The bonfire period saw a record low for call-outs to nuisance fires across Merseyside following a campaign run by the fire service and its partners including councils, Merseyside Police, the Probation Service and social landlords.

There was a drop of 18% in the number of call-outs for fires from anti-social behaviour, classed as deliberate secondary fires, attended by firefighters between October 19 and up to midnight on the morning of November 6, compared to 2011, which was itself a record.

It follows a bonfire clear-up campaign removing tonnes of combustible materials, which was run by the fire service and its partners including councils, Merseyside Police, the Probation Service and social landlords.

Merseyside Fire and Rescue Service has been working closely with partner agencies to reduce the risk of nuisance fires. This has included teams being out throughout the period clearing hazardous rubbish in communities, which could have been used as fuel for fires.

The figure for the busiest time of the year for the Service is also the lowest for the period follows a record low last year and despite relatively good weather.

James Berry, a Group Manager in Prevention and Protection at Merseyside Fire and Rescue Service who is leading the bonfire safety strategy this year, said: “Merseyside Fire & Rescue Service is delighted with the figures following the joint campaign with our partners to reduce deliberate secondary fires during the run-up to Bonfire Night and over the bonfire period. Our teams have been working hard as part of our bonfire campaign to clear streets of items and rubbish that could have been used for fires. Our firefighters and teams will be out again today to help reduce the risk of deliberate fires and we will release more figures tomorrow.

“Although Bonfire Night has passed there could still be materials in your community that could be at risk of being set on fire. Remember, to report an unsafe bonfire or storage of bonfire materials for removal, to arrange a Home Fire Safety Check and for arson prevention advice call Merseyside Fire & Rescue Service on freephone 0800 731 5958. Outside office hours please leave a message with your details and a contact number.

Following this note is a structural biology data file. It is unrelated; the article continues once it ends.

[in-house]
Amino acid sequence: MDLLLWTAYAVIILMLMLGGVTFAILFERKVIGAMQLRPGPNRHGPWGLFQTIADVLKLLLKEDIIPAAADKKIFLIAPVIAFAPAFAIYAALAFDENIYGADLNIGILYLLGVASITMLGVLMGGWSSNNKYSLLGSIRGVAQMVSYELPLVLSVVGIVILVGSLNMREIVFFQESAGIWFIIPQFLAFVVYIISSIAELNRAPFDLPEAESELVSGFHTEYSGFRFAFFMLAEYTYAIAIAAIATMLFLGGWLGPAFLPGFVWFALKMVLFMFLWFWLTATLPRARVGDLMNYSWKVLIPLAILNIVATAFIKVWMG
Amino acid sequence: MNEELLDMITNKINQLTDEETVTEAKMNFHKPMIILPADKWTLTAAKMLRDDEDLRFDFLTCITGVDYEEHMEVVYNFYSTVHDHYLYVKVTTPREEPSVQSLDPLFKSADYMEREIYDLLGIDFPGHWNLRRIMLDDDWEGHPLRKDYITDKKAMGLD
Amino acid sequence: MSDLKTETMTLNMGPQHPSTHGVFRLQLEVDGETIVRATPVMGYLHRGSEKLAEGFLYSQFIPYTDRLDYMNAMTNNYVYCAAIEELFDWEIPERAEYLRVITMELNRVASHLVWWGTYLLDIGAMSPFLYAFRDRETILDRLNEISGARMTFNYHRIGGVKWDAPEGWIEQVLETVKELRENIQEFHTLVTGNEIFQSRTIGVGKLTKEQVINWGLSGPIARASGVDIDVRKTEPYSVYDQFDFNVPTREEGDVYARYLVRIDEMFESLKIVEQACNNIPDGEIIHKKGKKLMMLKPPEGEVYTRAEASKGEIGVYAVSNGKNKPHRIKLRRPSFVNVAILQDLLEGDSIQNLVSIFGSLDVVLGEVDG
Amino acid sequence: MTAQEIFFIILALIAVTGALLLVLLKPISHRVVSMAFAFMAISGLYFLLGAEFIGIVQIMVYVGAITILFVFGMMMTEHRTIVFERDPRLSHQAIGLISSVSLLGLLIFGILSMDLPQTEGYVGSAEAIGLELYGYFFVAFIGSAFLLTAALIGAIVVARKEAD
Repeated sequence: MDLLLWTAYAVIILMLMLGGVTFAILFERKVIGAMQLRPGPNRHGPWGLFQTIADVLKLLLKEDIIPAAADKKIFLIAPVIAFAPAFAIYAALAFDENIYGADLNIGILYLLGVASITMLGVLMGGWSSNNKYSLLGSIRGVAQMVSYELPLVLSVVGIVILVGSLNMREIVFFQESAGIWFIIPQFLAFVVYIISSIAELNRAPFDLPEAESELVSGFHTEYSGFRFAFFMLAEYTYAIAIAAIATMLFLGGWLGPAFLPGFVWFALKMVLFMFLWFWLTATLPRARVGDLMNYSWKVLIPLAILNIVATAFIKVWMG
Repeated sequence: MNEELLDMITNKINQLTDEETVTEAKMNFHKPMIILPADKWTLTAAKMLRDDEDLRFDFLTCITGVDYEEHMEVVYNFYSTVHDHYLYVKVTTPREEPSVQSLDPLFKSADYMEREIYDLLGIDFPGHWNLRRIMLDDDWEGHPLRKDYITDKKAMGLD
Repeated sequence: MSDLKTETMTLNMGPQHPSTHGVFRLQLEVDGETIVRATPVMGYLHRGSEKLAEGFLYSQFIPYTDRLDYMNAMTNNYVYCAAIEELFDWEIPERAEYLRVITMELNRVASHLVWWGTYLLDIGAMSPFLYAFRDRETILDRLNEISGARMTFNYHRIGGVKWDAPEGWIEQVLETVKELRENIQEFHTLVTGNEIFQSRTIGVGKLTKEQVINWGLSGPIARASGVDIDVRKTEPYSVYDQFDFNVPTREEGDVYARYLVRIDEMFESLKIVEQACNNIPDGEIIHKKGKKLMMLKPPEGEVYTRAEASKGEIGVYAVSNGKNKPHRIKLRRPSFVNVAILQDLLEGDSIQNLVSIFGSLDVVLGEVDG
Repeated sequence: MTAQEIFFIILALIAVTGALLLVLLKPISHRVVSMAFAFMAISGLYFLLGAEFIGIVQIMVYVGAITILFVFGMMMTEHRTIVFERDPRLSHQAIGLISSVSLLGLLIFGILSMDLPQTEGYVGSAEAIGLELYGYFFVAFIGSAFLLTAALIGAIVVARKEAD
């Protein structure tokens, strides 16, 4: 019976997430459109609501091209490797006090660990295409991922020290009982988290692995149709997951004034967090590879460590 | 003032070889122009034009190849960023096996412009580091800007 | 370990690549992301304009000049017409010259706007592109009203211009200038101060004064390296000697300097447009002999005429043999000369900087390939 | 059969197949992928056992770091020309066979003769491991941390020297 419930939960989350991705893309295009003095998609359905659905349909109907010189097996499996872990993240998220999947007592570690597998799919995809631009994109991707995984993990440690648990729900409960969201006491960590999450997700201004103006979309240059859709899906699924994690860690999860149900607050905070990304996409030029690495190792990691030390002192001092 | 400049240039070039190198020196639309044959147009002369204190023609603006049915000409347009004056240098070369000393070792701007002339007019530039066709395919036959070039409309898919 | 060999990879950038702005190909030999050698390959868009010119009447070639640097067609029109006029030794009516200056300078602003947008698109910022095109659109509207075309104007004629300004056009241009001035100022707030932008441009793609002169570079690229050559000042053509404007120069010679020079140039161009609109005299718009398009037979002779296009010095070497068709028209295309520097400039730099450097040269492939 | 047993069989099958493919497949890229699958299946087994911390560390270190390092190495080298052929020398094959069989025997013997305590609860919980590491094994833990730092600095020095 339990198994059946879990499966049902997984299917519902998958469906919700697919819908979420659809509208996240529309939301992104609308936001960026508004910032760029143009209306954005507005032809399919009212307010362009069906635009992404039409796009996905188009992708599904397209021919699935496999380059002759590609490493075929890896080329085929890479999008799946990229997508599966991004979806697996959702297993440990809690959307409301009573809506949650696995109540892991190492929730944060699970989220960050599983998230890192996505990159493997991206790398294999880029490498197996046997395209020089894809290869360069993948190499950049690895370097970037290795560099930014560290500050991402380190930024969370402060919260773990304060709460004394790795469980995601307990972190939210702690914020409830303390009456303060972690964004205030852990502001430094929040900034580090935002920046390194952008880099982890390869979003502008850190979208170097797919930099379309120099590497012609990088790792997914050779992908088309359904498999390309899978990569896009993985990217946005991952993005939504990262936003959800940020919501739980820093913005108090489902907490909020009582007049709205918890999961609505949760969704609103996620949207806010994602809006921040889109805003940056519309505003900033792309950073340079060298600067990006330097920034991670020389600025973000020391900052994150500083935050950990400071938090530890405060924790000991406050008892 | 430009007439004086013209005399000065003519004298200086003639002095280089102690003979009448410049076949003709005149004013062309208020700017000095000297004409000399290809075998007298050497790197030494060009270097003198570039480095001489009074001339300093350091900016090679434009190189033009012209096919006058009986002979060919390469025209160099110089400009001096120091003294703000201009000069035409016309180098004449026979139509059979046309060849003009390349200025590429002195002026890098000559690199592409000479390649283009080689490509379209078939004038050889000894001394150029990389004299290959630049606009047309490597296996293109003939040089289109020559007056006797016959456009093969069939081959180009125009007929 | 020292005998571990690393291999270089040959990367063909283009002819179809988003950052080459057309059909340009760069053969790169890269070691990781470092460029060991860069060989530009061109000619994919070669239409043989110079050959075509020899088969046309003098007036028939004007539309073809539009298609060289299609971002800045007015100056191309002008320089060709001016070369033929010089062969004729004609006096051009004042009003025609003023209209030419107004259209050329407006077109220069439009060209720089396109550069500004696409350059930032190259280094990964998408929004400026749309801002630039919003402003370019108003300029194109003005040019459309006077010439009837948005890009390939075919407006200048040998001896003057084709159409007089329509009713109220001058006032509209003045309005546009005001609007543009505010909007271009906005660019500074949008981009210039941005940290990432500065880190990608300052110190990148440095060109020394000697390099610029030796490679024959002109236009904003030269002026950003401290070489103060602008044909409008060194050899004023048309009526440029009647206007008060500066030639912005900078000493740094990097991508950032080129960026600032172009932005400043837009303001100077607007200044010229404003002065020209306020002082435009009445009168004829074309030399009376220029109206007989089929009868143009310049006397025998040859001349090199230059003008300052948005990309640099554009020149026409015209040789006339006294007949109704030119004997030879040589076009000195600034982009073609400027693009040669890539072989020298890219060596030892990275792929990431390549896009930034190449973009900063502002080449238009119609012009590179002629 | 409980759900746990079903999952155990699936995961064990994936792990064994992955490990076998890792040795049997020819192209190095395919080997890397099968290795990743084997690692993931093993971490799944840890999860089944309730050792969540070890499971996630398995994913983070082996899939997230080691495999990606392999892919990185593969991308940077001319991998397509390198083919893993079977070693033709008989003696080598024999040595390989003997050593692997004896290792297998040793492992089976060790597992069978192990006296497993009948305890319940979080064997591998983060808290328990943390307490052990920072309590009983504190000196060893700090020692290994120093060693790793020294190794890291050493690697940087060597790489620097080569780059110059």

“We have worked extremely hard this year to get these successful figures, particularly during a time of dry weather. It is a fantastic result.”

The bonfire night safety campaign included tackling the sale of illegal bangers and illegal fireworks to children, clearing potentially combustible rubbish and organising diversionary activities.

In Liverpool, over the last two weeks, the Merseyside Fire & Rescue Service Community Prevention Team has cleared an estimated 20 tonnes of combustible materials, reducing the risk of deliberate fires and making communities safer.

Out of the estimated 20 tonnes, around seven were cleared with help from a group of sixth form students from Alsop High School in Queen’s Drive, Liverpool, who received manual handling training and helped on three separate days including November 3 and November 4.

Tippers were also out removing potentially hazardous rubbish from communities, as part of a community skip campaign.

On November 5 this year there were 73 fires from anti-social behaviour across the Merseyside area, which were attended by firefighters, down from 90 in 2011 and 117 in 2010.

This year, between October 19 and midnight morning of November 6 there were 382 deliberate secondary fires attended by Merseyside Fire & Rescue Service. Between October 19 and midnight morning of November 6 last year there were 466.